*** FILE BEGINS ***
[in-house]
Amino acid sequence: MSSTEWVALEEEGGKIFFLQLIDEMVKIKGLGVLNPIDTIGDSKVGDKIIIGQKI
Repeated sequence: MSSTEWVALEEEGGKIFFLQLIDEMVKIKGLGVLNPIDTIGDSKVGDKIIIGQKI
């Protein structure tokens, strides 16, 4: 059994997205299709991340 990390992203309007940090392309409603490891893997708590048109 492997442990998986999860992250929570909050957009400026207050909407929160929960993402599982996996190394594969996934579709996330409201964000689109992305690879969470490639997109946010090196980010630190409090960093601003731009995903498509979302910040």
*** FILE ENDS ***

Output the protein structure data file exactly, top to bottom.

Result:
[in-house]
Amino acid sequence: MSSTEWVALEEEGGKIFFLQLIDEMVKIKGLGVLNPIDTIGDSKVGDKIIIGQKI
Repeated sequence: MSSTEWVALEEEGGKIFFLQLIDEMVKIKGLGVLNPIDTIGDSKVGDKIIIGQKI
């Protein structure tokens, strides 16, 4: 059994997205299709991340 990390992203309007940090392309409603490891893997708590048109 492997442990998986999860992250929570909050957009400026207050909407929160929960993402599982996996190394594969996934579709996330409201964000689109992305690879969470490639997109946010090196980010630190409090960093601003731009995903498509979302910040």